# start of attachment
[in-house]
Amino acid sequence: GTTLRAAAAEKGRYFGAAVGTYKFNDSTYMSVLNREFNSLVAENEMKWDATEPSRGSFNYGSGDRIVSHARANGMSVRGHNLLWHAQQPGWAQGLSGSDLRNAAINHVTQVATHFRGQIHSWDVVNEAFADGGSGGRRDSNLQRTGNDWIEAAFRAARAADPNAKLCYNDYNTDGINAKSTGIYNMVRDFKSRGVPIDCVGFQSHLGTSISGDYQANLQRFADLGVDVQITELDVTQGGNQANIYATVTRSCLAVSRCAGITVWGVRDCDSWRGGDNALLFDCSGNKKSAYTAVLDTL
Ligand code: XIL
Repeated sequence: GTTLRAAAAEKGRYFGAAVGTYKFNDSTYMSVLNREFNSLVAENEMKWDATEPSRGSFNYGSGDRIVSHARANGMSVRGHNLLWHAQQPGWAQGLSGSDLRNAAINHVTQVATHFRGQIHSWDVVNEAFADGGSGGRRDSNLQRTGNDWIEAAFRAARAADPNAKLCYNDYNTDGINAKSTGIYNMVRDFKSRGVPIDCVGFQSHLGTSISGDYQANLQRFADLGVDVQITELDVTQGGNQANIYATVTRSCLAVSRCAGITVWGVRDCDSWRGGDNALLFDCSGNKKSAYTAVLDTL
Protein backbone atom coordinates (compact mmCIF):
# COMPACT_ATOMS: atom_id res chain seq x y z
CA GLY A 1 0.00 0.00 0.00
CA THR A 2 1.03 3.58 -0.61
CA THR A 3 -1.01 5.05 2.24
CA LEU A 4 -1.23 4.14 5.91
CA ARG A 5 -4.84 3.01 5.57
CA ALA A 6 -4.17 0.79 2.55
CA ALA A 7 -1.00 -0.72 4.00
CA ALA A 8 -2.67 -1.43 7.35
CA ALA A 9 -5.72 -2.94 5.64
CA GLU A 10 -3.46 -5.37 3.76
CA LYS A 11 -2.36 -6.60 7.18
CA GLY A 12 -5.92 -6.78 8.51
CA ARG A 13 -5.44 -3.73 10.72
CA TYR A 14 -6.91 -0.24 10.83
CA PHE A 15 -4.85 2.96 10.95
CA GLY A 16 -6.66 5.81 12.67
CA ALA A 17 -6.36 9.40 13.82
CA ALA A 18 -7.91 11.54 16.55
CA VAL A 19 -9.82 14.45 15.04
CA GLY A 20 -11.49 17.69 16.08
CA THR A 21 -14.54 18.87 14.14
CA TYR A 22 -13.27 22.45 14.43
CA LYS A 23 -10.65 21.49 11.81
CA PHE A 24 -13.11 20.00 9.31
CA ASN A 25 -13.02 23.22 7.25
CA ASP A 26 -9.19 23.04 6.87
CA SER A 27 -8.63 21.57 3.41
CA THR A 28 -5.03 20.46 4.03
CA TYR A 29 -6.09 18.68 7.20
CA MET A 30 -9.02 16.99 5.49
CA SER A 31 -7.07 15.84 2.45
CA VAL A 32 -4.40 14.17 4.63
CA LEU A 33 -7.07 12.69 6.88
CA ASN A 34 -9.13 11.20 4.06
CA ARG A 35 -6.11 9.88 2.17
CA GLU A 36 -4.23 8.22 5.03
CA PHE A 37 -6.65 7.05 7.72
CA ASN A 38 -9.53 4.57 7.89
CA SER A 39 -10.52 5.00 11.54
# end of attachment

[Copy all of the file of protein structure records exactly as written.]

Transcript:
[in-house]
Amino acid sequence: GTTLRAAAAEKGRYFGAAVGTYKFNDSTYMSVLNREFNSLVAENEMKWDATEPSRGSFNYGSGDRIVSHARANGMSVRGHNLLWHAQQPGWAQGLSGSDLRNAAINHVTQVATHFRGQIHSWDVVNEAFADGGSGGRRDSNLQRTGNDWIEAAFRAARAADPNAKLCYNDYNTDGINAKSTGIYNMVRDFKSRGVPIDCVGFQSHLGTSISGDYQANLQRFADLGVDVQITELDVTQGGNQANIYATVTRSCLAVSRCAGITVWGVRDCDSWRGGDNALLFDCSGNKKSAYTAVLDTL
Ligand code: XIL
Repeated sequence: GTTLRAAAAEKGRYFGAAVGTYKFNDSTYMSVLNREFNSLVAENEMKWDATEPSRGSFNYGSGDRIVSHARANGMSVRGHNLLWHAQQPGWAQGLSGSDLRNAAINHVTQVATHFRGQIHSWDVVNEAFADGGSGGRRDSNLQRTGNDWIEAAFRAARAADPNAKLCYNDYNTDGINAKSTGIYNMVRDFKSRGVPIDCVGFQSHLGTSISGDYQANLQRFADLGVDVQITELDVTQGGNQANIYATVTRSCLAVSRCAGITVWGVRDCDSWRGGDNALLFDCSGNKKSAYTAVLDTL
Protein backbone atom coordinates (compact mmCIF):
# COMPACT_ATOMS: atom_id res chain seq x y z
CA GLY A 1 0.00 0.00 0.00
CA THR A 2 1.03 3.58 -0.61
CA THR A 3 -1.01 5.05 2.24
CA LEU A 4 -1.23 4.14 5.91
CA ARG A 5 -4.84 3.01 5.57
CA ALA A 6 -4.17 0.79 2.55
CA ALA A 7 -1.00 -0.72 4.00
CA ALA A 8 -2.67 -1.43 7.35
CA ALA A 9 -5.72 -2.94 5.64
CA GLU A 10 -3.46 -5.37 3.76
CA LYS A 11 -2.36 -6.60 7.18
CA GLY A 12 -5.92 -6.78 8.51
CA ARG A 13 -5.44 -3.73 10.72
CA TYR A 14 -6.91 -0.24 10.83
CA PHE A 15 -4.85 2.96 10.95
CA GLY A 16 -6.66 5.81 12.67
CA ALA A 17 -6.36 9.40 13.82
CA ALA A 18 -7.91 11.54 16.55
CA VAL A 19 -9.82 14.45 15.04
CA GLY A 20 -11.49 17.69 16.08
CA THR A 21 -14.54 18.87 14.14
CA TYR A 22 -13.27 22.45 14.43
CA LYS A 23 -10.65 21.49 11.81
CA PHE A 24 -13.11 20.00 9.31
CA ASN A 25 -13.02 23.22 7.25
CA ASP A 26 -9.19 23.04 6.87
CA SER A 27 -8.63 21.57 3.41
CA THR A 28 -5.03 20.46 4.03
CA TYR A 29 -6.09 18.68 7.20
CA MET A 30 -9.02 16.99 5.49
CA SER A 31 -7.07 15.84 2.45
CA VAL A 32 -4.40 14.17 4.63
CA LEU A 33 -7.07 12.69 6.88
CA ASN A 34 -9.13 11.20 4.06
CA ARG A 35 -6.11 9.88 2.17
CA GLU A 36 -4.23 8.22 5.03
CA PHE A 37 -6.65 7.05 7.72
CA ASN A 38 -9.53 4.57 7.89
CA SER A 39 -10.52 5.00 11.54